Another problem is that housing is often segregated along ethnic lines. While Muslims may be integrated into their own ethnic minority communities, there needs to be better engagement across ethnic categories. Employment discrimination, especially in relation to Muslim women, is severe. There is also a need for more transparent and effective leadership training. Another issue is women’s rights. Muslim women often face cultural limitations to their engagement in public life.  Fears of discrimination discourage the participation of young British Muslims in political life.

The recommendations for non-Muslim aspects of society are as follows.

The commission suggests partnerships between local authorities and civil organisations to promote diverse leadership. They promote mentorship programmes for the Muslims community which would allow individuals to support each other in areas such as employment. They suggest that businesses should adopt anti-discrimination policies including name- and address-blind applications and unconcious bias and religious literacy training.

They suggest that the Independent Press Standards Organisation (IPSO) focuses more on fair reporting of Muslims by assessing the relevance of stories, the appropriate use of statistics, and the fair inclusion of terminology (especially in regard to Arabic words which are often misused). The government should engage with certain organisations (the specific organisations are not listed in the report) which they seem to boycott in order to hear a broad range of views. The government should also listen to the many stakeholders related to the Prevent Strategy, even though (and especially because) stakeholders have serious criticisms of the strategy. The report also suggests that the government is more explicit in pursuing integration and anti-prejudice strategy.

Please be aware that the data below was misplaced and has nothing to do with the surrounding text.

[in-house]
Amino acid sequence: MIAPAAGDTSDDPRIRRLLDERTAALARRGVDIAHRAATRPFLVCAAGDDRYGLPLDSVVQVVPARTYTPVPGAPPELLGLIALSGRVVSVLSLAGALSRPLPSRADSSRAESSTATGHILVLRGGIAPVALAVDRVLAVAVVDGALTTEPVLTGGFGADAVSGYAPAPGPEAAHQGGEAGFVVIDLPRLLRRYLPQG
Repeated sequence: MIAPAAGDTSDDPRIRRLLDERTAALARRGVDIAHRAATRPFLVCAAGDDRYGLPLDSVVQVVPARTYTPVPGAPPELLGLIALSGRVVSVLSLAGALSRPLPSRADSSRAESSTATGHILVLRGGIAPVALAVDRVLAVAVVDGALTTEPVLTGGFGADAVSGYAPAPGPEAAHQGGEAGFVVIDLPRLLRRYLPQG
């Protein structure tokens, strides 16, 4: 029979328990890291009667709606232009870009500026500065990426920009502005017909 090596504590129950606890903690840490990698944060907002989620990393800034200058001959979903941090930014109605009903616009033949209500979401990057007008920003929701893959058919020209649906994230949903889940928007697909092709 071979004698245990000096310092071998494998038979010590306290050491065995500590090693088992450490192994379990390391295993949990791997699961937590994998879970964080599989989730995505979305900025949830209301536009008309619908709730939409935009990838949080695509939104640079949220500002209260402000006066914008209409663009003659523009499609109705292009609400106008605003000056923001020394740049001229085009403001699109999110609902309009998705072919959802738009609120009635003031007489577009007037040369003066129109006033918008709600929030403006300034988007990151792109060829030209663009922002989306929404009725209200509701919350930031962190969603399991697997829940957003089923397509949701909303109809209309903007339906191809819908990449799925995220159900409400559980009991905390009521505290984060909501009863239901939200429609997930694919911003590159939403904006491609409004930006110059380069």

For Muslim communities, the report suggests umbrella bodied can create a voluntary set of standards such as for mosque governance. These could include training, a stronger stance against discrimination against other religious groups, including diverse voices in mosque governance, fostering partnerships with other communities, and investing in British-born Imams.

A critique of the report by a Muslim PhD student in sociology at the University of Cambridge, Ali Meghji, says the report should be more focused on the needs of the Muslim community and not about the Muslim community being better “for all.” This can lead to blaming Muslims for terrorism and extremism.

Report on foreign funded Islamist Extremism in the UK